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McCain would be best for the US and India
Vijay Dandapani
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March 12, 2008

Most people outside the country could be forgiven for viewing the race for the 44th President of the United States of America as one between a black male and a white female.

The fact that all prior contests have been between two white males has served to accentuate the media glare on their candidacies. While the internationally ethnic mosaic that is Senator Barack Obama has helped ratchet up worldwide interest in the election like never before, Senator Hillary Clinton, a former First Lady with a former President aspiring to be 'first laddie' in tow, has had a distinctly less electric quality to her run.

Nevertheless, her performance at the hustings has galvanized many voters, and the press. But what has often been overlooked is that there is a third Senator with his own claims to the 'first' label -- John McCain, of Arizona, the man who has clinched the Republican nomination.

If elected, Senator McCain, 71, will be the oldest man ever to sit in the Oval Office. The general election likely will see his opponent spinning that statistic, regardless of merit, as a liability. But the fact that the Arizonian spent five years as a prisoner of war in the euphemistically named Hanoi Hilton 'tied-up', as he caustically shot back in a repartee to a Democratic hopeful, is a truly remarkable first.

Widely known as a maverick, McCain has more often than not stuck to convictions and principles during his Senate tenure even if it cost him politically. Unsurprisingly, his viewpoint and record on most policies, particularly economic and foreign, results in his being labelled a centrist, if not a moderate.

What is likely to ensue over the next few months is the most contested post-war primary, resulting in several other 'firsts'. Despite his newly-minted front runner status based on his lead in the delegate count, Senator Obama is, as yet, not assured of the nomination.

While Senator Clinton is currently the favourite for winning the nod of the super-delegates, a different outcome ought not to be a surprise. However, before that happens there are other unprecedented events that have a high probability of occurring.

These include a potential lawsuit from the Clinton camp or a proxy asking to count the delegate votes of Florida [Images] and Michigan. Both states held 'renegade' primaries in contravention of the party directive to not hold early primaries in January. In that context, it is worth recalling the see-saw turn of events in Florida nearly eight years ago, which eventually resulted in the Bush presidency. A lawsuit involving Florida to decide the candidate of the Democratic Party, and possibly the presidency, will be ironic and will certainly be greeted with schadenfreude by the Republicans.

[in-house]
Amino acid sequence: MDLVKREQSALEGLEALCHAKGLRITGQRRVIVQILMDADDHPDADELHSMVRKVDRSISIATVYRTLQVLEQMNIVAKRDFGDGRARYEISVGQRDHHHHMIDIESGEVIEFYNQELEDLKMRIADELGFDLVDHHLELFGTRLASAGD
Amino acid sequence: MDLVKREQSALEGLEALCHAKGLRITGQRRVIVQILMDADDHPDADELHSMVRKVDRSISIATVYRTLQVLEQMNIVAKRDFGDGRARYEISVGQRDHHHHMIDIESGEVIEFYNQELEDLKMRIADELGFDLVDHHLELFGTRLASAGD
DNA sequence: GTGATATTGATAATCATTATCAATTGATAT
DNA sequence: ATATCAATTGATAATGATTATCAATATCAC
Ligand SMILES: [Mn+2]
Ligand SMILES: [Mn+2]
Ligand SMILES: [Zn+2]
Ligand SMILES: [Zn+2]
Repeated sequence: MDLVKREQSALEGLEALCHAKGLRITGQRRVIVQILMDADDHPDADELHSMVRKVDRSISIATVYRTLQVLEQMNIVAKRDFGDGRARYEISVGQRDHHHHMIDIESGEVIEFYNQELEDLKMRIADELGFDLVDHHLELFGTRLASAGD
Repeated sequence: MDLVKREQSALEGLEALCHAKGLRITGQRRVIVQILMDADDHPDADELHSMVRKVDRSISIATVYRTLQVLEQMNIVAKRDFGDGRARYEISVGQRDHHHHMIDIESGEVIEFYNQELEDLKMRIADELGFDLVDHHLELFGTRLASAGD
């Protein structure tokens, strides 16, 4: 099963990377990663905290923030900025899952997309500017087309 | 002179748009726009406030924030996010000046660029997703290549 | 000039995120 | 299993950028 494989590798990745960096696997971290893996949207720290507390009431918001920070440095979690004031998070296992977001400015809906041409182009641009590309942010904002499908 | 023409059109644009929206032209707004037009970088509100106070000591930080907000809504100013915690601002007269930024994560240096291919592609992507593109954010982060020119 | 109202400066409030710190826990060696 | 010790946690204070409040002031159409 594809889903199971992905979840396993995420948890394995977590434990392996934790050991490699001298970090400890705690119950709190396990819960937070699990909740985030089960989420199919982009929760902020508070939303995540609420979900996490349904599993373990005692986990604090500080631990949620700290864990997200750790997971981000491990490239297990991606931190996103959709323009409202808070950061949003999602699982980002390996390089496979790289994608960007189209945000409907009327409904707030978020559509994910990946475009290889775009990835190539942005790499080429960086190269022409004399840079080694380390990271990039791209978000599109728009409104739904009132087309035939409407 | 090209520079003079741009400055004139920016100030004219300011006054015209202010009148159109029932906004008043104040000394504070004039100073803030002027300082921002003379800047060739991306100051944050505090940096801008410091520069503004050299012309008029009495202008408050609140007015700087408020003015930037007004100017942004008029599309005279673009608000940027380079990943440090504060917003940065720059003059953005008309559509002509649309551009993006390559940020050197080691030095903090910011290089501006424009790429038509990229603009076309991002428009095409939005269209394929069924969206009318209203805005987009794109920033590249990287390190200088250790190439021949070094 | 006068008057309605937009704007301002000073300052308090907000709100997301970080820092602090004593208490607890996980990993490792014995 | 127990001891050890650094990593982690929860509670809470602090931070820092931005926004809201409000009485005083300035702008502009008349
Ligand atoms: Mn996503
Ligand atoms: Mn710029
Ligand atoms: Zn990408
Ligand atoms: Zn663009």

But more than anything else, this election has shown that a campaign of personal attacks is more likely to redound to the benefit of the target. Former Massachusetts governor and Republican candidate Mitt Romney found that out when he took on both former governor Mike Huckabee and Senator McCain. Ex-president Bill Clinton's [Images] unsubtle dismissal of Senator Obama's victory in South Carolina as indicative of that state's racial composition only served to hurt Senator Clinton.

The irony is that constructive criticism of Senator Obama's record has been nearly absent. That, however, is not likely to persist, should he become the nominee of the Democratic Party. Senator McCain will, rightly, launch a broadside that targets the actual record of the silver-tongued Senator from Illinois, or more aptly the absence of one, on the economy, governance and foreign policy.

For India, it is not entirely clear which of the two Democrats running for President will be better. Senator Clinton, steeped in Democratic politics, is a protectionist just like Senator Obama; the difference is in the close ties she has with India, as well as with the Diaspora in America.

Senator Obama has his share of Indian supporters in the US, but he is not as vested in the process as Senator Clinton is, and should the US economy continue to skid, he is more likely to be part of hasty and retrograde economic measures that are detrimental both to India and the US.

Senator McCain, on the other hand, has been a consistent advocate of free trade. If he merely persists with the Bush administration's stance towards India, arguably the most pro-Indian of any administration since 1947, he would inarguably be the best for both countries.

Vijay Dandapani is COO, Apple Core group of hotels

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